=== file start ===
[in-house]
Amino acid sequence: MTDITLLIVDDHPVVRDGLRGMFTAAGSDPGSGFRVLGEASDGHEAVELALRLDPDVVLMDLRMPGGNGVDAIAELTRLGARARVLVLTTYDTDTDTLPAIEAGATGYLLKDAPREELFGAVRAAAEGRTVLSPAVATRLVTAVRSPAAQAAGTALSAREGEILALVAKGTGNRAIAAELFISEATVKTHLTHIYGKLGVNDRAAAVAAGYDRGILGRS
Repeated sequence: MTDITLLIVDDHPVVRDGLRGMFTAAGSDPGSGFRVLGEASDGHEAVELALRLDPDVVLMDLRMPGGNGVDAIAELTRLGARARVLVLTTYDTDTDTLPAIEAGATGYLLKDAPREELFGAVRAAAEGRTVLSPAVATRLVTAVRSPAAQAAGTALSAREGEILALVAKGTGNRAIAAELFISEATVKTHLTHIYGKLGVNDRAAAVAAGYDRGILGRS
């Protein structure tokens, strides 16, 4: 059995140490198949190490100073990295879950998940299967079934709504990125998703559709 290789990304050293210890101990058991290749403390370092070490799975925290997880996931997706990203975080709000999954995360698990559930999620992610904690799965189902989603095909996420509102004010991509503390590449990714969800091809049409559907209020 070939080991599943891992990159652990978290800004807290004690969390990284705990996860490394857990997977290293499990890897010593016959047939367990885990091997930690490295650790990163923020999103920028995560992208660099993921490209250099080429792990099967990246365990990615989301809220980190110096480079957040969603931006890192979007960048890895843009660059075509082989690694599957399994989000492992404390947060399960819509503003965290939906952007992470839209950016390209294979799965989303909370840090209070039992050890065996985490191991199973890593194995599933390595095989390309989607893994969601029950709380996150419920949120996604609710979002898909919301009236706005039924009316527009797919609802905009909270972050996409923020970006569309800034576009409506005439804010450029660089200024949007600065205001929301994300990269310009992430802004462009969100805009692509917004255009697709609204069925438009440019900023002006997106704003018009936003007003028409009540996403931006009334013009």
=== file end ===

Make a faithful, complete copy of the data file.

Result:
[in-house]
Amino acid sequence: MTDITLLIVDDHPVVRDGLRGMFTAAGSDPGSGFRVLGEASDGHEAVELALRLDPDVVLMDLRMPGGNGVDAIAELTRLGARARVLVLTTYDTDTDTLPAIEAGATGYLLKDAPREELFGAVRAAAEGRTVLSPAVATRLVTAVRSPAAQAAGTALSAREGEILALVAKGTGNRAIAAELFISEATVKTHLTHIYGKLGVNDRAAAVAAGYDRGILGRS
Repeated sequence: MTDITLLIVDDHPVVRDGLRGMFTAAGSDPGSGFRVLGEASDGHEAVELALRLDPDVVLMDLRMPGGNGVDAIAELTRLGARARVLVLTTYDTDTDTLPAIEAGATGYLLKDAPREELFGAVRAAAEGRTVLSPAVATRLVTAVRSPAAQAAGTALSAREGEILALVAKGTGNRAIAAELFISEATVKTHLTHIYGKLGVNDRAAAVAAGYDRGILGRS
């Protein structure tokens, strides 16, 4: 059995140490198949190490100073990295879950998940299967079934709504990125998703559709 290789990304050293210890101990058991290749403390370092070490799975925290997880996931997706990203975080709000999954995360698990559930999620992610904690799965189902989603095909996420509102004010991509503390590449990714969800091809049409559907209020 070939080991599943891992990159652990978290800004807290004690969390990284705990996860490394857990997977290293499990890897010593016959047939367990885990091997930690490295650790990163923020999103920028995560992208660099993921490209250099080429792990099967990246365990990615989301809220980190110096480079957040969603931006890192979007960048890895843009660059075509082989690694599957399994989000492992404390947060399960819509503003965290939906952007992470839209950016390209294979799965989303909370840090209070039992050890065996985490191991199973890593194995599933390595095989390309989607893994969601029950709380996150419920949120996604609710979002898909919301009236706005039924009316527009797919609802905009909270972050996409923020970006569309800034576009409506005439804010450029660089200024949007600065205001929301994300990269310009992430802004462009969100805009692509917004255009697709609204069925438009440019900023002006997106704003018009936003007003028409009540996403931006009334013009």